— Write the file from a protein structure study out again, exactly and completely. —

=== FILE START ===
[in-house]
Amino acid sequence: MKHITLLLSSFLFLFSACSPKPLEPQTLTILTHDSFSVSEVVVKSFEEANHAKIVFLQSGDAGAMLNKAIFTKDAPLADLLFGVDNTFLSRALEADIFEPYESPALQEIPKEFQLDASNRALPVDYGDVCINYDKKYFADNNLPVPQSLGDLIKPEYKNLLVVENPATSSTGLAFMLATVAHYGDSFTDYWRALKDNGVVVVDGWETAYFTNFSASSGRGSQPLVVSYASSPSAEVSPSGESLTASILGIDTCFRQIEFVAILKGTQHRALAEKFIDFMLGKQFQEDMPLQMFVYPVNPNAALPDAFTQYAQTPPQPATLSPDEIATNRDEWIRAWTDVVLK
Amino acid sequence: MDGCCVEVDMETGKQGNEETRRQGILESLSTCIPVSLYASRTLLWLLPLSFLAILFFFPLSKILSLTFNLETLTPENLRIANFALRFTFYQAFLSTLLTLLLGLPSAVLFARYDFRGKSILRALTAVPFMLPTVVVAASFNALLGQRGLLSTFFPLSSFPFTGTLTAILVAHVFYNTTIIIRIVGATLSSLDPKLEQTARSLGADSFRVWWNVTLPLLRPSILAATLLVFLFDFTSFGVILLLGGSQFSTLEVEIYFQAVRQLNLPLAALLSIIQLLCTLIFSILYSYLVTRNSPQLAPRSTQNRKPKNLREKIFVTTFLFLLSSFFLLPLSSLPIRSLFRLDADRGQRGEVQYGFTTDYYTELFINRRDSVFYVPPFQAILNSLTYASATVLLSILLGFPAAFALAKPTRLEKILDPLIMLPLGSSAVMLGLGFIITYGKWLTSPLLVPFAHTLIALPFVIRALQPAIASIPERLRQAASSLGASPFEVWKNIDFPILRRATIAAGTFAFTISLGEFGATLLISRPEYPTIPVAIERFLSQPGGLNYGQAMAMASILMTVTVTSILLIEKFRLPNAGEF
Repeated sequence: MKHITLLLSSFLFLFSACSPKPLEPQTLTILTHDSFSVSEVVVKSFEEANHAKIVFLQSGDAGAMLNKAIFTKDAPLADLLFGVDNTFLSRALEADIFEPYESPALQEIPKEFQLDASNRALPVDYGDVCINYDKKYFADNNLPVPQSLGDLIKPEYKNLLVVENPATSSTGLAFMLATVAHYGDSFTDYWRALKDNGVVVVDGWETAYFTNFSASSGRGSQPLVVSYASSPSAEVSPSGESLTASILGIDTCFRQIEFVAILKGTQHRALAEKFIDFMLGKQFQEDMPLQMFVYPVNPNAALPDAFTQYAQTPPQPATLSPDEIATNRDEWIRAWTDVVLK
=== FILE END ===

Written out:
[in-house]
Amino acid sequence: MKHITLLLSSFLFLFSACSPKPLEPQTLTILTHDSFSVSEVVVKSFEEANHAKIVFLQSGDAGAMLNKAIFTKDAPLADLLFGVDNTFLSRALEADIFEPYESPALQEIPKEFQLDASNRALPVDYGDVCINYDKKYFADNNLPVPQSLGDLIKPEYKNLLVVENPATSSTGLAFMLATVAHYGDSFTDYWRALKDNGVVVVDGWETAYFTNFSASSGRGSQPLVVSYASSPSAEVSPSGESLTASILGIDTCFRQIEFVAILKGTQHRALAEKFIDFMLGKQFQEDMPLQMFVYPVNPNAALPDAFTQYAQTPPQPATLSPDEIATNRDEWIRAWTDVVLK
Amino acid sequence: MDGCCVEVDMETGKQGNEETRRQGILESLSTCIPVSLYASRTLLWLLPLSFLAILFFFPLSKILSLTFNLETLTPENLRIANFALRFTFYQAFLSTLLTLLLGLPSAVLFARYDFRGKSILRALTAVPFMLPTVVVAASFNALLGQRGLLSTFFPLSSFPFTGTLTAILVAHVFYNTTIIIRIVGATLSSLDPKLEQTARSLGADSFRVWWNVTLPLLRPSILAATLLVFLFDFTSFGVILLLGGSQFSTLEVEIYFQAVRQLNLPLAALLSIIQLLCTLIFSILYSYLVTRNSPQLAPRSTQNRKPKNLREKIFVTTFLFLLSSFFLLPLSSLPIRSLFRLDADRGQRGEVQYGFTTDYYTELFINRRDSVFYVPPFQAILNSLTYASATVLLSILLGFPAAFALAKPTRLEKILDPLIMLPLGSSAVMLGLGFIITYGKWLTSPLLVPFAHTLIALPFVIRALQPAIASIPERLRQAASSLGASPFEVWKNIDFPILRRATIAAGTFAFTISLGEFGATLLISRPEYPTIPVAIERFLSQPGGLNYGQAMAMASILMTVTVTSILLIEKFRLPNAGEF
Repeated sequence: MKHITLLLSSFLFLFSACSPKPLEPQTLTILTHDSFSVSEVVVKSFEEANHAKIVFLQSGDAGAMLNKAIFTKDAPLADLLFGVDNTFLSRALEADIFEPYESPALQEIPKEFQLDASNRALPVDYGDVCINYDKKYFADNNLPVPQSLGDLIKPEYKNLLVVENPATSSTGLAFMLATVAHYGDSFTDYWRALKDNGVVVVDGWETAYFTNFSASSGRGSQPLVVSYASSPSAEVSPSGESLTASILGIDTCFRQIEFVAILKGTQHRALAEKFIDFMLGKQFQEDMPLQMFVYPVNPNAALPDAFTQYAQTPPQPATLSPDEIATNRDEWIRAWTDVVLK